Australia’s effort to save the third Test in Ranchi was fantastic. It has set the series up.
India now need to win in Dharamsala to claim the Border-Gavaskar Trophy and they don’t have the momentum.
After the efforts of Peter Handscomb and Shaun Marsh on the last day, the momentum now seems to be in Australia’s favour, but perhaps I am splitting hairs here as it was a Test that India should have won.
But I am a little concerned. I still think we haven’t mastered how to manage our quicks.
Pat Cummins, playing his first Test in six years, bowled 39 overs in Ranchi and Josh Hazlewood fought through 44. They are big numbers.
We only used five bowlers despite bowling 210 overs – and Glenn Maxwell bowled just four. Steve Smith didn’t seem to want to bowl him.
I also thought the captain could have used his own leg-spin bowling to get a breakthrough.
There were footmarks outside leg stump and a three- or four-over spell by him could have been a game-breaker.
He did bat a long time though and perhaps he was saving energy for the second innings.
Still, it means India captain Virat Kohli will desperately want to win the toss in Dharamsala and will want to bat to put pressure on the Australian bowling attack and make us bowl for a long time.
And that might be a telling factor in the fourth Test.
If we have to spend one-and-a-half to two days in the field, it will be testing for our players, particularly our fast bowling unit.
If they bat first, India can set the the tone of the match by scoring quick runs and giving themselves enough time to bowl Australia out twice.
I must admit, I didn’t think we could survive when Smith was bowled just before lunch on day five. The writing seemed on the wall.
I thought Ravinder Jadeja would be just too much of a handful on that fifth day, particularly with a few left-handers still to bat.
Marsh’s efforts in Ranchi deserve special praise. The knives have been out for him for a long time.
I believe he is the perfect batsman to have in your team on the sub-continent. He showed how well he could play spin in Sri Lanka.
Only two Aussies made a ton in that disastrous series we lost 3-0; one was Smith and the other was Marsh, who only played one Test.
That knock will really boost Marsh’s confidence – he helped save the day for Australia.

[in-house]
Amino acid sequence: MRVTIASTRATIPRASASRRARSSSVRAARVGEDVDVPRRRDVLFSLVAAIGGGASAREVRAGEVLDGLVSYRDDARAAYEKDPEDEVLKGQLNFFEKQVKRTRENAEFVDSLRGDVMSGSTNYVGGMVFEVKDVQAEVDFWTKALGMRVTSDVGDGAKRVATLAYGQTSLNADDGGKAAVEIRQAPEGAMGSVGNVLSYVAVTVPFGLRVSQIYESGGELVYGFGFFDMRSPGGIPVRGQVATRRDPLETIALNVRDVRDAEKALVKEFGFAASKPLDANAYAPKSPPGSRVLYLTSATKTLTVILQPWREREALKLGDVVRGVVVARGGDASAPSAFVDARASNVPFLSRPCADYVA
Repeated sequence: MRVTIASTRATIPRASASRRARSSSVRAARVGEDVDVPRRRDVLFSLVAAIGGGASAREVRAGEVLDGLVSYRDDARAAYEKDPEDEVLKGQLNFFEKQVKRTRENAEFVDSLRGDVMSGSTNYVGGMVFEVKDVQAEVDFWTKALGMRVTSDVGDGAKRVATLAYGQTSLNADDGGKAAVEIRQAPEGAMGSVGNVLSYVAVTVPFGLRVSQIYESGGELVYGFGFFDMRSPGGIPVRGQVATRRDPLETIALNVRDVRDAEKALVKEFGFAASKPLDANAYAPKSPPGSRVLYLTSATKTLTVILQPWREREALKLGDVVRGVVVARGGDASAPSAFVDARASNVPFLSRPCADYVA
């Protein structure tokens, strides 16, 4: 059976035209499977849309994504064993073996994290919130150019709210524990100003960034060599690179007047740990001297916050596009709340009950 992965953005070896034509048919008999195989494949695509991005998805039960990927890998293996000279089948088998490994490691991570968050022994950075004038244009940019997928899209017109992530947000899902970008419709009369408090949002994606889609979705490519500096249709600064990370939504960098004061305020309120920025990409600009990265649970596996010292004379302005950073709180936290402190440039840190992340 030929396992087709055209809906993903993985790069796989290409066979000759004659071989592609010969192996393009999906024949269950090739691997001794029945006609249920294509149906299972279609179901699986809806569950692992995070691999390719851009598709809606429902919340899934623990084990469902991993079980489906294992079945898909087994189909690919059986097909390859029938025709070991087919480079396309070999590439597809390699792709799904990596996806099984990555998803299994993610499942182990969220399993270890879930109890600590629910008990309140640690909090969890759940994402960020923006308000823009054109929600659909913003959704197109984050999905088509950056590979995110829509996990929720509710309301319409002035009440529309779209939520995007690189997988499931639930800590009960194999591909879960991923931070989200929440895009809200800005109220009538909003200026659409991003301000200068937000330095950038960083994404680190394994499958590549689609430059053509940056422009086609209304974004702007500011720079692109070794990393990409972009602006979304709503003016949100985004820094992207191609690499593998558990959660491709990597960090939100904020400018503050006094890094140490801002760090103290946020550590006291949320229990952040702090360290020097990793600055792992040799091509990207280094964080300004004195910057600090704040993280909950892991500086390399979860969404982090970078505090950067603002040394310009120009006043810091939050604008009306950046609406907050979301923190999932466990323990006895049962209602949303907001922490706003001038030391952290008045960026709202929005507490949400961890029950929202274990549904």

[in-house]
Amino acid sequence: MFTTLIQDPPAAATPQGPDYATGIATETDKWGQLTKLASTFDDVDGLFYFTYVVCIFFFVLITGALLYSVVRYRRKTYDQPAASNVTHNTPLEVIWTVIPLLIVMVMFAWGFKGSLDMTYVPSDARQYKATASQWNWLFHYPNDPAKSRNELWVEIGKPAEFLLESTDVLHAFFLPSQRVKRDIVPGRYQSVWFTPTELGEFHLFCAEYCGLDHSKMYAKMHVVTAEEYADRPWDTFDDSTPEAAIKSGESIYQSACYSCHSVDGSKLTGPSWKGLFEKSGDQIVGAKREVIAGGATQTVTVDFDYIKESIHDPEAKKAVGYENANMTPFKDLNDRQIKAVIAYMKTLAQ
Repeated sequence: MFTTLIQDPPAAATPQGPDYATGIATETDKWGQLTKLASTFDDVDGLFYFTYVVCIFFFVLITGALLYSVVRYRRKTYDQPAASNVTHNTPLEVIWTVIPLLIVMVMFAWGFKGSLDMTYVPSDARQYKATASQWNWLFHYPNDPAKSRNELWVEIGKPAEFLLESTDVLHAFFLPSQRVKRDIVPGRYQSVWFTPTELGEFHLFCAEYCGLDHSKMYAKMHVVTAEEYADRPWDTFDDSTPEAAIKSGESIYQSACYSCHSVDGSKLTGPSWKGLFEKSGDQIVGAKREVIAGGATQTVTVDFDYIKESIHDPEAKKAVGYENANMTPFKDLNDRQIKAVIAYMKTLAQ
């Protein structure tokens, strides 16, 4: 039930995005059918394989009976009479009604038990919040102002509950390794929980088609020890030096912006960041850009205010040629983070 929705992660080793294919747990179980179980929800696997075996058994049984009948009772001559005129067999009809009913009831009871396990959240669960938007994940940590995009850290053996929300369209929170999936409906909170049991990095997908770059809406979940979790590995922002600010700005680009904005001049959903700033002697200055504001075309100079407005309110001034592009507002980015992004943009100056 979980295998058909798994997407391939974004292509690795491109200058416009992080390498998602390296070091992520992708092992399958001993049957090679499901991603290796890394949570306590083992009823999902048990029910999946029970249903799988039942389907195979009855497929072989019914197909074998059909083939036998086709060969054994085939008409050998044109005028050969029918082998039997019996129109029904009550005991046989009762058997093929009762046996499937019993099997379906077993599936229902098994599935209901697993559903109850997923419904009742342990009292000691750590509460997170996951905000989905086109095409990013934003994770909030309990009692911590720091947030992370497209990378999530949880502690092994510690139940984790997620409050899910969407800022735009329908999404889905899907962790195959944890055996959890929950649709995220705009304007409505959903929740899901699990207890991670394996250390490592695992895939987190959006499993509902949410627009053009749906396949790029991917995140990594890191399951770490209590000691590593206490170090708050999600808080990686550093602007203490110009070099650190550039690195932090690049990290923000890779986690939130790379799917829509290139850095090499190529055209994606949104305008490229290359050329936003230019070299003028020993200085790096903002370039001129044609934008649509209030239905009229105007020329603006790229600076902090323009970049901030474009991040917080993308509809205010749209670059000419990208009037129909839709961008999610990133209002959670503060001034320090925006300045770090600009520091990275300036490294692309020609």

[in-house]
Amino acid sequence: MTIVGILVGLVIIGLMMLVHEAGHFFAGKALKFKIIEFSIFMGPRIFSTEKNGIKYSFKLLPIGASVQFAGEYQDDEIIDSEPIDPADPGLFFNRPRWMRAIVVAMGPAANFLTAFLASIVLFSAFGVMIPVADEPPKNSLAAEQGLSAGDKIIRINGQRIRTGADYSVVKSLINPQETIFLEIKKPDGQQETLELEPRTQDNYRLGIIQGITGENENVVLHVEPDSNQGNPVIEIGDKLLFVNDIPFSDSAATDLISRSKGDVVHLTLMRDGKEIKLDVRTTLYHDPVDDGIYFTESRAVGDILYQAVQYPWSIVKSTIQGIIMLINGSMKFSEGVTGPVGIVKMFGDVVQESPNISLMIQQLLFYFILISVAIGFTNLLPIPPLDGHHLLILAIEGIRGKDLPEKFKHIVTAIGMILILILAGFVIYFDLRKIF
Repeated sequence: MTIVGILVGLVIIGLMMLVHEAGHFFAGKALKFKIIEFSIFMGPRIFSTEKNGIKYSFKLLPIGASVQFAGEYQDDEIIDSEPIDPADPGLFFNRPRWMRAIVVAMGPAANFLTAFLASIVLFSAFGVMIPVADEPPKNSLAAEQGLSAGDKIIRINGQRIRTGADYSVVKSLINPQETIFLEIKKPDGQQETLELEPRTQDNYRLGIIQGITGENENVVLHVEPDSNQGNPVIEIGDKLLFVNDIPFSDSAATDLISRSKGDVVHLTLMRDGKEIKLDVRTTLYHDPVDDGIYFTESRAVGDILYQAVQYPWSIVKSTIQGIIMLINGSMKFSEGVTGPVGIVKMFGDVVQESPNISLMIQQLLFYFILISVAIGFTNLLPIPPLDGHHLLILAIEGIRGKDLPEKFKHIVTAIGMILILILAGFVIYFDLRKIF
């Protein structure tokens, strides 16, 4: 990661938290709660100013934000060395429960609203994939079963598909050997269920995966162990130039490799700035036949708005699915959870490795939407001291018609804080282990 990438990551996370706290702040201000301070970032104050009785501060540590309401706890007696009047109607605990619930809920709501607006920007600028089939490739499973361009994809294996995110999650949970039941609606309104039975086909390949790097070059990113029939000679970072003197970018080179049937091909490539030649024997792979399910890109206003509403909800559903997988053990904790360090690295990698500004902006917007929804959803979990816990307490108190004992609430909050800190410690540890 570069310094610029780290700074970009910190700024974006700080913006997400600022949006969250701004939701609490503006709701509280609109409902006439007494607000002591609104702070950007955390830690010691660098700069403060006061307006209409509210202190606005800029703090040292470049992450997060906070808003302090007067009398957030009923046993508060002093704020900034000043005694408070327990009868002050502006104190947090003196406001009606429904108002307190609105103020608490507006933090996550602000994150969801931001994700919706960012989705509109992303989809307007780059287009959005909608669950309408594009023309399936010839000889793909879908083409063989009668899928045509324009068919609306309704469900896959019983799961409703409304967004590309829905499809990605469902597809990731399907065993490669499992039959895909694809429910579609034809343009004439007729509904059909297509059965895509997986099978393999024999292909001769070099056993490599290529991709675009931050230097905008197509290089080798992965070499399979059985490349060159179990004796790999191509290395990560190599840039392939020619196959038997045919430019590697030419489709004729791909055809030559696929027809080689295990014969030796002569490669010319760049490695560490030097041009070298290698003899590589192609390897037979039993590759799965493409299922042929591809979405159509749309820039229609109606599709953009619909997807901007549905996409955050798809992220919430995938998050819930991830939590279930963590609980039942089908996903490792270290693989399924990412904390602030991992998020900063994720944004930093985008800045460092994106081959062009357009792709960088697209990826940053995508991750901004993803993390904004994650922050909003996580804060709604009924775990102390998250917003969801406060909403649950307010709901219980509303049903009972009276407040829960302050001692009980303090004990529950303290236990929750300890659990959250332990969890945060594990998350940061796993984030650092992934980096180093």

His other partner in crime Handscomb is, in my humble opinion, the best player of spin in the line-up behind the skipper.
I’m extremely happy with the way Handscomb is facing spin.
It is very hard to bowl to Pete – he always wants to sweep me when we have played against each other.
He hasn’t played that shot much in India, but believe me it is in his armoury.
I am a bit worried about his technique facing reverse swing, but that is the only part of his game that he has got to work on.
Kohli again struggled for runs in Ranchi, but what some people are forgetting is that he motivated his team to win the second Test.
Without him they would be out of the series already. He is a huge presence for India and his players are clearly behind him.
He has made a double-hundred in his last four Test series and he is due for runs.
At Dharamsala – another new Test venue – recent stats suggest it is the medium-pacers and quicks who tend to do better there.
This may be a big advantage for Australia, but until we see the pitch it is impossible to judge.
The selectors may look at bringing Jackson Bird in and potentially leaving out one of the two front-line spinners, even though Nathan Lyon and Steve O’Keefe have bowled extremely well on this tour.
They probably have been the pick of the Aussie spinners ever to tour the sub-continent in a Test series.
Time will tell. Either way, it’s gripping, nail-biting stuff, and this is how we love our Test cricket!
Spinner Brad Hogg has represented Australia on 145 occasions, featuring for the nation’s Test, one-day and Twenty20 teams. He played in the Big Bash League for the Melbourne Renegades last summer.